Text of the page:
Il libro “La nostra casa è in fiamme” da cui questi brani sono presi è stato scritto dalla famiglia Thunberg, madre, padre e due figlie. Parla del dolore vissuto da questa famiglia, della scoperta dei disturbi gravi delle figlie e di come le vite di tutti abbiamo attraversato lunghi periodi di difficoltà a vivere la vita quotidiana e a trovare modi per affrontarli con azioni il cui l’effetto positivo non era certo. E’ un libro che parla nello stesso tempo di amore per la vita e di dolore e talvolta anche di rassegnazione di fronte alla continua frustrazione di trovare soluzioni accettabili per risolvere i problemi legati all’alimentazione, alla perdita costante di peso, al mutismo e alla disperazione che emergono da una quotidianità per tutti psicologicamente devastante. La scrittura è stata per la famiglia un aiuto, non avrebbero dovuto scriverlo, afferma la mamma, scrivere di quanto sono stati da schifo così come il pianeta è da schifo, però sono stati costretti a raccontare la loro vita: “Ed è ora che tutti noi cominciamo a parlare di come stiamo. Dobbiamo iniziare a dire come stanno le cose” (p.97).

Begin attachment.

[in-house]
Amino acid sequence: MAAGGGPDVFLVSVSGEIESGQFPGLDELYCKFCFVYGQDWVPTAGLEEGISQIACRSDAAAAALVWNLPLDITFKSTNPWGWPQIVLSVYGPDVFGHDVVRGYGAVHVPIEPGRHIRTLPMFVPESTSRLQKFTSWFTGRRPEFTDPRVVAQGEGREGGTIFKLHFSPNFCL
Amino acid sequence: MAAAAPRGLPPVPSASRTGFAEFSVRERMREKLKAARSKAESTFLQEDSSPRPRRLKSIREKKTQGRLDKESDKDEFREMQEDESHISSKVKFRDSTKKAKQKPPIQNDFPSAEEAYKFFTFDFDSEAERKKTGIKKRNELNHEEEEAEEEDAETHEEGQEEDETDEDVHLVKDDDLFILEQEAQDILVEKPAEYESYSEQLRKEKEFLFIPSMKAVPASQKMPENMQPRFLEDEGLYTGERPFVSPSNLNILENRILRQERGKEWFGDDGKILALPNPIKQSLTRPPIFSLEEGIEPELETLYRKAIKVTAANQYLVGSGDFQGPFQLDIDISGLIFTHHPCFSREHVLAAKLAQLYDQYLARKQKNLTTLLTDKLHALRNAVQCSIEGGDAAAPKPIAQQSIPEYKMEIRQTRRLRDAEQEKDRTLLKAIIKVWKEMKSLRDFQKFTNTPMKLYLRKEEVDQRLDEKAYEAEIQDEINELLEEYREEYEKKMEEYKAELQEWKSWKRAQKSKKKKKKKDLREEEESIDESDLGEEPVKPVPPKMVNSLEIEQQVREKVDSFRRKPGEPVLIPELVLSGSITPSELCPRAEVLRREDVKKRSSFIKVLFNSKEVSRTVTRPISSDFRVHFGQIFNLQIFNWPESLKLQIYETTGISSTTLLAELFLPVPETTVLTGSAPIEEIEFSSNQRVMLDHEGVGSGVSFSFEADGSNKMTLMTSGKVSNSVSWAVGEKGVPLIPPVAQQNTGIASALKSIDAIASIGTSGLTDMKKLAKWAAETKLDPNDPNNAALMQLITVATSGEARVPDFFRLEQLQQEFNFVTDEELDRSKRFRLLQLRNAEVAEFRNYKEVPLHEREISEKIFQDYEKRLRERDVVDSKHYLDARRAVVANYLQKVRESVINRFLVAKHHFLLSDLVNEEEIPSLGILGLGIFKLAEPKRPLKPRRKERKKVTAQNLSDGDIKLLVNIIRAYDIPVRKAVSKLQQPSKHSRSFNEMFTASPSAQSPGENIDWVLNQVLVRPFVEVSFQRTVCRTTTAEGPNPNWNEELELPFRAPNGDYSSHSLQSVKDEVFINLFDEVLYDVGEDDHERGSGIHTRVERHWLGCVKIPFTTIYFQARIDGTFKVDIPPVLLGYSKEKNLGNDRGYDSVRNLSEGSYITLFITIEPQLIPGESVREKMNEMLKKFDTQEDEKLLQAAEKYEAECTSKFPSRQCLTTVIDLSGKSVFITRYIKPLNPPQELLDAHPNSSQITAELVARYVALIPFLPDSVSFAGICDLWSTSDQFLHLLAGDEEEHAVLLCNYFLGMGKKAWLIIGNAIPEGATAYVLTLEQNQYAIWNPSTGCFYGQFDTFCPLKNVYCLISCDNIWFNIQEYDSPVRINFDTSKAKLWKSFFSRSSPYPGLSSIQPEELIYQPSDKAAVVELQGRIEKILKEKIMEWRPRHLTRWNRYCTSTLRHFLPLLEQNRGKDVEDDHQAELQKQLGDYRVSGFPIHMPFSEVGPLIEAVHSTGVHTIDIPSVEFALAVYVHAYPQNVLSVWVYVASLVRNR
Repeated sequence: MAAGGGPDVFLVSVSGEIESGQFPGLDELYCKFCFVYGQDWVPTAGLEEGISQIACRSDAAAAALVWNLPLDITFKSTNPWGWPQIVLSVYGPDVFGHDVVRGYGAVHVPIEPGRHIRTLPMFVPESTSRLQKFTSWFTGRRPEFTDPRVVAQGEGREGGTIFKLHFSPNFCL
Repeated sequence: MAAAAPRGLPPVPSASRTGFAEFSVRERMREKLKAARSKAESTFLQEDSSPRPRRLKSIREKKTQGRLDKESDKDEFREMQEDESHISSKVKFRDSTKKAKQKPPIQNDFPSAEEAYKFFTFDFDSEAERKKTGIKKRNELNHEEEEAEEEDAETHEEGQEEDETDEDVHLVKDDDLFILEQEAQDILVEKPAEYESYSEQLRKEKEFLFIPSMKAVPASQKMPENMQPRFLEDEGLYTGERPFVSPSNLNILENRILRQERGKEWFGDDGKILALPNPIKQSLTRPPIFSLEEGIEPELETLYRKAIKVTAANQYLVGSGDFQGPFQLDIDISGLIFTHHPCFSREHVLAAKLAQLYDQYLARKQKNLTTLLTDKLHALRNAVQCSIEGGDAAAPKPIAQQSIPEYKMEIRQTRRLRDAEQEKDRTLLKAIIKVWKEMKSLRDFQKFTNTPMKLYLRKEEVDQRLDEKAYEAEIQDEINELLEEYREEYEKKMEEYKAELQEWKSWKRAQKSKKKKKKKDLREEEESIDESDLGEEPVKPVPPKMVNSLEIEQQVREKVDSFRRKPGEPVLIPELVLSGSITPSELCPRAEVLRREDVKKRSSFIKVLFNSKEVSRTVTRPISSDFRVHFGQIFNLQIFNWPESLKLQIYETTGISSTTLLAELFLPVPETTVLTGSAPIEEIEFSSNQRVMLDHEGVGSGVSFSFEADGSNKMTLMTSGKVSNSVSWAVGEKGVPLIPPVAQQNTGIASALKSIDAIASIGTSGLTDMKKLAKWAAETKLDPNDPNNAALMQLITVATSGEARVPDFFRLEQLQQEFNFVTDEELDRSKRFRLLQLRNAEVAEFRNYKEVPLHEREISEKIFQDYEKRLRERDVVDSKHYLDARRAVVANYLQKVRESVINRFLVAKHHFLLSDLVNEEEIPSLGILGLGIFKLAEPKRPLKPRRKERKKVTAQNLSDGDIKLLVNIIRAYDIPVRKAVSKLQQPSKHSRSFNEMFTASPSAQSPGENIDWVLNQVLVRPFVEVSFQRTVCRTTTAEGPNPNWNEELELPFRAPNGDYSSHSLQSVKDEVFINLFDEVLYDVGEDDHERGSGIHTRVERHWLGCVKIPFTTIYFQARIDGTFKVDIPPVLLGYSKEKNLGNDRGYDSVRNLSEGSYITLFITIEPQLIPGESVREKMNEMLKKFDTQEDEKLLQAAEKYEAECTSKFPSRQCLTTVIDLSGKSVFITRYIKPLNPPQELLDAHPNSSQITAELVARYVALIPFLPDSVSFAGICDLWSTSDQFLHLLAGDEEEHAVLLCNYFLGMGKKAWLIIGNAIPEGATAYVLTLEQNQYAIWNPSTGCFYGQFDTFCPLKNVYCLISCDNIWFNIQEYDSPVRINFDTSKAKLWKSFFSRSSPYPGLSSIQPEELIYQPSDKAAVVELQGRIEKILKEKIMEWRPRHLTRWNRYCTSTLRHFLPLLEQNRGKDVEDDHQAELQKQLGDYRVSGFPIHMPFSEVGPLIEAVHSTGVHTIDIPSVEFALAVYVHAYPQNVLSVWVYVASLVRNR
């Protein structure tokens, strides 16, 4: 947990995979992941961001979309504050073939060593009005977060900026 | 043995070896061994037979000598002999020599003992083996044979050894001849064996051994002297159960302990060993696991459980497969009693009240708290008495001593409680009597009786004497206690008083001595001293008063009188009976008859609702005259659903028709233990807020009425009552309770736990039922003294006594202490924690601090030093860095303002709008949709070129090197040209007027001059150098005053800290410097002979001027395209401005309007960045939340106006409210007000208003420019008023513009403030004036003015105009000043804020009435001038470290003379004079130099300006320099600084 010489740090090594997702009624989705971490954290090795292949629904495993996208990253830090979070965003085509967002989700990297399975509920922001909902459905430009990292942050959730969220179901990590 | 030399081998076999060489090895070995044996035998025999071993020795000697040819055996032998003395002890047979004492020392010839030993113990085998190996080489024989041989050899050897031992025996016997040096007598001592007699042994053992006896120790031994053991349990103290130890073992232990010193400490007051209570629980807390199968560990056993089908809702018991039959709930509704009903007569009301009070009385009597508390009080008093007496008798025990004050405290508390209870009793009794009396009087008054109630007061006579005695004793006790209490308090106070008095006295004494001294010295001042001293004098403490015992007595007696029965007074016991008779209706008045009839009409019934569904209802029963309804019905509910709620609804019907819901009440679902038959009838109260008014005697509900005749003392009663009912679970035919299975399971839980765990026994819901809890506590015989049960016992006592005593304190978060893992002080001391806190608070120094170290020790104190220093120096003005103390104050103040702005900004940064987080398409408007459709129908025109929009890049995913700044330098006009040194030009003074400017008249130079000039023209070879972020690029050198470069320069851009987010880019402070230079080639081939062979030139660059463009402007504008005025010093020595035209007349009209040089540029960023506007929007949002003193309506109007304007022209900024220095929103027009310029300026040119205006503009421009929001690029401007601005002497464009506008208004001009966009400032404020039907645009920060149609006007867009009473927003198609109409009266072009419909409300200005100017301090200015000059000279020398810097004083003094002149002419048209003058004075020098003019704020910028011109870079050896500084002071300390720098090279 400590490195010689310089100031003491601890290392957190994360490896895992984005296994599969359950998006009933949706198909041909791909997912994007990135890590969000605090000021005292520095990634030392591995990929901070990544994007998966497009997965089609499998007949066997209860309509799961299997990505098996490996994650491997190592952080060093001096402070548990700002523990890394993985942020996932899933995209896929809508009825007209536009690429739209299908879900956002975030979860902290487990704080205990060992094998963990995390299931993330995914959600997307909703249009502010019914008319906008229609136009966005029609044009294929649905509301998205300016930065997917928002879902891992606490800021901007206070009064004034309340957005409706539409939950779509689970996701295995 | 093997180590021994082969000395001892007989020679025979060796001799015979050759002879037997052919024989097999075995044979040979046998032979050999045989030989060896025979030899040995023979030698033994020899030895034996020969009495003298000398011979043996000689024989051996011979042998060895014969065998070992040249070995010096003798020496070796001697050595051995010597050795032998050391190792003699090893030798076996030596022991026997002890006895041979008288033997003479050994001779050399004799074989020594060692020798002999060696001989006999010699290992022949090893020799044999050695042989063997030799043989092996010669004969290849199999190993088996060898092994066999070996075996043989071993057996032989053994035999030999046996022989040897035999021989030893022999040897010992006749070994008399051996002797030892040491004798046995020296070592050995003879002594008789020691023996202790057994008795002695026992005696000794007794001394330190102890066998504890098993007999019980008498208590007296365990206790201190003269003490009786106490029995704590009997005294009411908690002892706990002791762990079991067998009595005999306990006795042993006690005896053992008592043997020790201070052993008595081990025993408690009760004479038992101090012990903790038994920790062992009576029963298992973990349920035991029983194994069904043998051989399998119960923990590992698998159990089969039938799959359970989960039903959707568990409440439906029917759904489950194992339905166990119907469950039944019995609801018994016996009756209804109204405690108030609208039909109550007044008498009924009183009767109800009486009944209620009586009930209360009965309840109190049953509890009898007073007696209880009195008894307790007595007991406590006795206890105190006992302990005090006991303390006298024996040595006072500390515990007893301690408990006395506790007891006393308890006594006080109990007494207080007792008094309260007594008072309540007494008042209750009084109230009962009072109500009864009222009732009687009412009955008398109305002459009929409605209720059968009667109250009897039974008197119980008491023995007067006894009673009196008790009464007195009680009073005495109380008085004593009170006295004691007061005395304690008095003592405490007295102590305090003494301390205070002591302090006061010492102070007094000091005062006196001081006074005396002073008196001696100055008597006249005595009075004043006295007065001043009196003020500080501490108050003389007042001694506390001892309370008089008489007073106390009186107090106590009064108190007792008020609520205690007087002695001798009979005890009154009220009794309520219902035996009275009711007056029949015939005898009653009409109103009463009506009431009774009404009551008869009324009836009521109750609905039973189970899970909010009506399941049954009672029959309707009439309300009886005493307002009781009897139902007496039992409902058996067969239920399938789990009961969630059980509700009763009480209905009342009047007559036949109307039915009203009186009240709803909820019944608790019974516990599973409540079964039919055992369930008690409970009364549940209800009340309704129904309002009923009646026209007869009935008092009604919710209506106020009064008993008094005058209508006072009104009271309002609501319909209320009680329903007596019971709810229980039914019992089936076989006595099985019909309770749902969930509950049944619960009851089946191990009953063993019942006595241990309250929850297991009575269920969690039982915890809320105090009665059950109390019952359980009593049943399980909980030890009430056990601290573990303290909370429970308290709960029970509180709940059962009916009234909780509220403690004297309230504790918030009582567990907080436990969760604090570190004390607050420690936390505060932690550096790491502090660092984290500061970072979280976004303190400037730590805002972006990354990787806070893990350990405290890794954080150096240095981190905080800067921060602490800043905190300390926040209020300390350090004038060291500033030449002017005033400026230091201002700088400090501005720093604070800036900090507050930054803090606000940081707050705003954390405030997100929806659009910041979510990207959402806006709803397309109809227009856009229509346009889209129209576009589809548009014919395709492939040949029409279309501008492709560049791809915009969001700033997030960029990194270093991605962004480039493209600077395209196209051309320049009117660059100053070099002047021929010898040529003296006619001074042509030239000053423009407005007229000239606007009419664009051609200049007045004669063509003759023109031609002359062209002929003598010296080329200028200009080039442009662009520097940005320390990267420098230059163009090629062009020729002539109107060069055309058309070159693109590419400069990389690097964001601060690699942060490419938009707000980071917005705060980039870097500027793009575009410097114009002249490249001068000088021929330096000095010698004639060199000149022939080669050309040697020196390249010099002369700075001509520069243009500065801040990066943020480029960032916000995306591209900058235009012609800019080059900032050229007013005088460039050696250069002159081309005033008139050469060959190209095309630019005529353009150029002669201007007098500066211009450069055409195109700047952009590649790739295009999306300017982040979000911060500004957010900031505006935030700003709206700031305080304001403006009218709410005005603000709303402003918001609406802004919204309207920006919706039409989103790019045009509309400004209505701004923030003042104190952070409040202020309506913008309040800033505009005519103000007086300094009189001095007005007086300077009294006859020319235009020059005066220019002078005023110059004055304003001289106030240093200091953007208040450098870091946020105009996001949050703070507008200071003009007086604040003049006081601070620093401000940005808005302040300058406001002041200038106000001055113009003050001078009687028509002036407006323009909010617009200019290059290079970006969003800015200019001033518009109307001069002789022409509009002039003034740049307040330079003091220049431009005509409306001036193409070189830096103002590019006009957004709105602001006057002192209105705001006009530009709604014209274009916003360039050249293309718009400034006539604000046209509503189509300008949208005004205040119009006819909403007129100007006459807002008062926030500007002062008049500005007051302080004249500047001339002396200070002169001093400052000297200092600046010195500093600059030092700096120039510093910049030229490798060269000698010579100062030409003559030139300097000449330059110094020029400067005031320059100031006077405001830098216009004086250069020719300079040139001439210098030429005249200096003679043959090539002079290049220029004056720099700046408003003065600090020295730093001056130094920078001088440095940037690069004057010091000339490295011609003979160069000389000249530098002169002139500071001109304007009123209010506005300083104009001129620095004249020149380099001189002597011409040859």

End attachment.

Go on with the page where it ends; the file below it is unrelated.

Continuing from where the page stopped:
Nel libro ci viene spesso ricordato che abbiamo separato la cultura dalla natura, mettendo al primo posto l’apparenza; dall’uso smodato dell’aria condizionata, alle centinaia di negozi nei centri commerciali alla distruzione dei mari, delle foreste e dei ghiacciai.

E’ un atto di accusa contro noi, adulti, che abbiamo creato una società in cui chi pensa in modo differente non trova spazio per cambiare questa mentalità distruttiva. “O vengono bullizzati o si chiudono in casa. Oppure devono andare come me in scuole speciali dove non ci sono insegnanti” (p.162).